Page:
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Influences: David Cronenberg

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Your new film is based on a graphic novel. Did you read comics as a kid?
Oh, I had the classic collection in the basement in cardboard boxes, but I was very eclectic: I liked Tarzan, Little Lulu, Uncle Scrooge, Black Hawk, Plastic Man, Superman, Captain Marvel. And E.C. Comics, scary and bizarre and violent and nasty—the ones your mother didn’t want you to have.

Anything else?
Science-fiction magazines: The Magazine of Fantasy & Science Fiction, Galaxy, Astounding. I didn’t encounter Philip Dick until much later. But there was Ray Bradbury, and Isaac Asimov. He was important, a legitimate scientist and an artist—a writer—at the same time. I actually submitted a story to Fantasy & Science Fiction and got a rejection slip, handwritten, that said, “This came quite close.”

Your father was a journalist and your mother was a musician—what did they introduce you to?
They were both very artsy without ever being pretentious. We had a huge collection of books—other kids were amazed. They had maybe one book at their house, the Bible or something, and we had walls of books. My father was very eclectic: He wrote a column about stamps for the Toronto Tribune, and about finances, which was odd because he never had any money. I remember him talking about movies a lot. He’d tell me the plot of The Seventh Seal. But I was interested in Westerns and pirate movies, particularly with Burt Lancaster, because he was a trapeze artist, and I thought that was fascinating.

And your mom?
Well, my mother was a pianist who played for choirs and ballets. Music was always playing, when I was awake, when I was asleep. There are classics of Beethoven and Mozart and Bach I can hum—I can hear the whole complexity in my head—but it was never something I had to learn, so I can’t tell you the names.

How about contemporary music?
Rock and roll was a real revelation. Pre-Elvis, I was listening to pop. The Andrews Sisters, the McGuire Sisters—a lot of sisters. I listened to the radio all the time. My first was a little pink transistor radio. Jerry Lee Lewis’s Whole Lotta Shakin’ Goin’ On might have been the first song I ever heard on that pink transistor radio.

You seem to remember the radio as much as the music—were you particularly keen on technology?
Yes. In high school, my interest was organic science, biology, and botany, rather than physics and abstract stuff. But my first year at the University of Toronto, I found that the people were not a lot like me, so I went into this brilliantly constructed honors English course. We learned Latin, Anglo-Saxon literature, Old English, Chaucer . . . It came apart in the sixties, from that do-your-own-thing approach.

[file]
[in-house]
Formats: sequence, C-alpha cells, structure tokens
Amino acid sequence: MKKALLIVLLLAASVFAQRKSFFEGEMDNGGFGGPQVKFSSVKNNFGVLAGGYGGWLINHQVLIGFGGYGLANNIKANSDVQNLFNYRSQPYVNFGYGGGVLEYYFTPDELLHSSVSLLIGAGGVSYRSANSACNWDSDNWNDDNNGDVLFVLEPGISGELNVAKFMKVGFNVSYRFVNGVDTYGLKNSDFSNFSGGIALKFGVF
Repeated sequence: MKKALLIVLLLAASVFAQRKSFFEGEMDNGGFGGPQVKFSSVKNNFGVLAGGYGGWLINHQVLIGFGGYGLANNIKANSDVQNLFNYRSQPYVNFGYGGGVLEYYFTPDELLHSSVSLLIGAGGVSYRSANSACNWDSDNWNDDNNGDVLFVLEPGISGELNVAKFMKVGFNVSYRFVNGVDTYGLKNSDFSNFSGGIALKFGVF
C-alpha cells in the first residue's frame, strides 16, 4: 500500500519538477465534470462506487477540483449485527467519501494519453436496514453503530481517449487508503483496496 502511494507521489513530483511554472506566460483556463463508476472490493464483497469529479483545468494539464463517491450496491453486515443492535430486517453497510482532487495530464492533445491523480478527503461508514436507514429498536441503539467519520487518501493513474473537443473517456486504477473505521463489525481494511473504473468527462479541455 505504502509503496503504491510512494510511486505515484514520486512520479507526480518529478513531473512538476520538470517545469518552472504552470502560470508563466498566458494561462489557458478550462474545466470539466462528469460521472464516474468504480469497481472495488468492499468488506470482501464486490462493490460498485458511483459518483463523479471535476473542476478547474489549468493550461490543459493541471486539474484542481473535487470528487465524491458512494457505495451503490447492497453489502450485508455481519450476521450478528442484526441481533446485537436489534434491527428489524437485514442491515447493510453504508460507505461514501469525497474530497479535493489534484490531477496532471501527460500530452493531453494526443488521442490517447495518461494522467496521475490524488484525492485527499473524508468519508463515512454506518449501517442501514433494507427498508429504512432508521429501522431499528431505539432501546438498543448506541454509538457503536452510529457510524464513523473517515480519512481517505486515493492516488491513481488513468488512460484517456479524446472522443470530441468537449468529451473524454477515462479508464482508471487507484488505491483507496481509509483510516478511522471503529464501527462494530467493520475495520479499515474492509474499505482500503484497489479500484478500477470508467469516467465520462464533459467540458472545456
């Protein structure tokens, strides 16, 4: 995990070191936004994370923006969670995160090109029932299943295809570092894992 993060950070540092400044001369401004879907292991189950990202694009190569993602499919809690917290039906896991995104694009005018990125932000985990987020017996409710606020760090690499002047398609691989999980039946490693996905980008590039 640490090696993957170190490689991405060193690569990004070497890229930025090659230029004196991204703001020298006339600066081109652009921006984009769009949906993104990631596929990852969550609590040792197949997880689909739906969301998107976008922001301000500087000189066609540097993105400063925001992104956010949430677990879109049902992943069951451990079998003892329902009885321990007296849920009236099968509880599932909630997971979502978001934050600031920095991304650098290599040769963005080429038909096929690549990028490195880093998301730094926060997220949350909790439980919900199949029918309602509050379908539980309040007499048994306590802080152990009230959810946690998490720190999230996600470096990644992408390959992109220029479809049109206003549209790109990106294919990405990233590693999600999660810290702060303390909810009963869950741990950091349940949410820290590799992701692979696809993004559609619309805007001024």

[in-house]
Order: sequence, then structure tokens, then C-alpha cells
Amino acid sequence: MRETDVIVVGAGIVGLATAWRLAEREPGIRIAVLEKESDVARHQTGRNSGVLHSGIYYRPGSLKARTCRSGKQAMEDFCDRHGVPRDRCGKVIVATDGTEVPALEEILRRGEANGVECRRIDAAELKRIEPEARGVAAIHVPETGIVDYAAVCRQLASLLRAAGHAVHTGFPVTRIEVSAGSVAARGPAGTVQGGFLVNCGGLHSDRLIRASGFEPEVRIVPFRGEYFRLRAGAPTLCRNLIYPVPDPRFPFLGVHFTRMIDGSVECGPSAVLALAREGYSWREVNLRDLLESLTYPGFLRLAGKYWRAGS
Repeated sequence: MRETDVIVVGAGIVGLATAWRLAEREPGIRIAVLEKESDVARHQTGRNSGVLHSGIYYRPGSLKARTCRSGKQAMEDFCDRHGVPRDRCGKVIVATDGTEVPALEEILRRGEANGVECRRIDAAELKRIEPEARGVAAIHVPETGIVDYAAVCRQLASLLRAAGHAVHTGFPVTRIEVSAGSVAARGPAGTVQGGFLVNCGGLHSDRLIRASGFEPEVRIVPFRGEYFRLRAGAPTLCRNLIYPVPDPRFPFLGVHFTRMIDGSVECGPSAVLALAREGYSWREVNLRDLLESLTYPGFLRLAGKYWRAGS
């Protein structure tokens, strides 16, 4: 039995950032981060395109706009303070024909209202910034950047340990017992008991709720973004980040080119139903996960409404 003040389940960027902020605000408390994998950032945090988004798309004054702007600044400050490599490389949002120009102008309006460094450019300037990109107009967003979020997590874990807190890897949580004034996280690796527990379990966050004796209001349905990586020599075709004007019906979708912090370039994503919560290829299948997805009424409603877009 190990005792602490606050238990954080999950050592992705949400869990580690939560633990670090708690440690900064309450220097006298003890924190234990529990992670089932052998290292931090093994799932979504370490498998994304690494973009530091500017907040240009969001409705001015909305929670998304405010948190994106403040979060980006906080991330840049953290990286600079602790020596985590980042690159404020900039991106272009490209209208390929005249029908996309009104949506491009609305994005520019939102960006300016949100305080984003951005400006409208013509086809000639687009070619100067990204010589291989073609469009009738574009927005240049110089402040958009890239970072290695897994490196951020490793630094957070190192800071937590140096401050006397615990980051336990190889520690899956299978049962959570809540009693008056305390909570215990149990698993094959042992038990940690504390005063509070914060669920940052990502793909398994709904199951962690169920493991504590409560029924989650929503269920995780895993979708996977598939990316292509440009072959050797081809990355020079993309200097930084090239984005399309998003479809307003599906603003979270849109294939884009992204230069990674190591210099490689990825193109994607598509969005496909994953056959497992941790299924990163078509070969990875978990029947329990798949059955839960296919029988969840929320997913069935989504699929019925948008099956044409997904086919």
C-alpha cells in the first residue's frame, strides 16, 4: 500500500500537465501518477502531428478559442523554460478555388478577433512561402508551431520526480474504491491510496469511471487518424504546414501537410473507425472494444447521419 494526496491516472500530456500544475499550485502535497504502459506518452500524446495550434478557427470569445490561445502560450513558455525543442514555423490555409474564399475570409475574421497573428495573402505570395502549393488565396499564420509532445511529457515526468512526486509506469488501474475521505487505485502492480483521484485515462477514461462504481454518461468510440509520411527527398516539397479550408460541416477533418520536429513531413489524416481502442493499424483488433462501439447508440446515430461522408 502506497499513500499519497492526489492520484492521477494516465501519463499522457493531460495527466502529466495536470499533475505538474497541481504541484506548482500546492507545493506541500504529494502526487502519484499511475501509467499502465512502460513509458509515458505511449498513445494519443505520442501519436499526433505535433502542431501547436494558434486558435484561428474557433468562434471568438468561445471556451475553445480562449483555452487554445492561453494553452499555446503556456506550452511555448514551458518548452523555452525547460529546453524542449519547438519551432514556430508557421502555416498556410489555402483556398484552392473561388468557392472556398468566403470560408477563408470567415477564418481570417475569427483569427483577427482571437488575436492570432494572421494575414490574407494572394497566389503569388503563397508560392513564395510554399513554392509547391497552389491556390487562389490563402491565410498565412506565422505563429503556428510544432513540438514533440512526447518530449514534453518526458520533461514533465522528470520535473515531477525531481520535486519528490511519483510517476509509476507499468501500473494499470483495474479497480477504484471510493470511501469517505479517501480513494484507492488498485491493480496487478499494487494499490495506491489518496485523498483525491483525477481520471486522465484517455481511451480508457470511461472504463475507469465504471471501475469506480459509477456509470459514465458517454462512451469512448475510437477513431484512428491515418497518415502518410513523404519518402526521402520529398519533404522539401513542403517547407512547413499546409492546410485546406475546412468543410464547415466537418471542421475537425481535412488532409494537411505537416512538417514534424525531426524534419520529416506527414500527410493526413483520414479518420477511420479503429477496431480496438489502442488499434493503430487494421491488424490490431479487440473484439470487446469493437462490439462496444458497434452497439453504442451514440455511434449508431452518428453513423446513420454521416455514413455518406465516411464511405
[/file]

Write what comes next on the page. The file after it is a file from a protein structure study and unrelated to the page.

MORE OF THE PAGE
What did you want to do with your life back then?
I did aspire to be an obscure novelist. I thought you could probably do your best work outside of fame, because you’d be following your integrity. [Like] Kafka, who barely published in his own lifetime. I loved finding people like Djuna Barnes. I figured someone like me would discover me years from then.

What were you writing?
Sci-fi, mostly, but some stuff like Thomas Pynchon. There was that hallucinogenic view of the world, and V. was such a wonderful novel. I read it in the sixties in France, and also Journey to the End of the Night, by Céline, a little later that year. There was a clarity to it, a weird and exuberant cruelty. He was seeing war in the coldest, most revealing light. You would not read that book and think that you wanted to be a soldier. No romanticism.

Then you went back to Canada and got into cinema.
The New York underground was completely important to me. Ivan Reitman and I formed the Toronto Film Co-op, based on Jonas Mekas’s group in New York. We’d do 24-hour screenings. I had my first films in that festival. And I saw Scorpio Rising, Kenneth Anger’s film, which was a landmark. I loved the gayness of it, the outrageousness of it. And [Ed] Emshwiller’s Relativity, which was a pretty amazing intellectual thing with naked women, in extreme slow motion, breasts and bodies moving, incredibly liquid and abstract. The Kuchar brothers did really funny Hollywood parodies, and they were my first encounter with nerds, exulting in the nerdiness of the guy who couldn’t get the girl. And there was a film called Schmeerguntz that was the most gross film you could imagine—just disgusting stuff from everyday life, diapers, cleaning out the drain, cleaning the toilet.

Speaking of disgusting everyday life, how has New York affected you? Dead Ringers came from the story of two bodies found on East 63rd Street . . .
New York is a huge presence in the mind of Torontonians. I had an uncle who lived there, and we’d visit in the fifties. I’d go walking, and to see Brigitte Bardot movies. You couldn’t see them until you were 16 in Canada, and I was 13. I was totally in love with her.

You’ve adapted novels by J.G. Ballard, William S. Burroughs, and others. Whose are you reading now?
Martin Amis. He’s fantastic, so funny, and Experience is just beautiful. Now I’m reading Yellow Dog, which had gotten some good reviews and some scathing reviews. I relate to that—it’s always hideous when a critic who loves your stuff turns on you and says, This is a betrayal of everything I love about you.

A History of Violence
In theaters now


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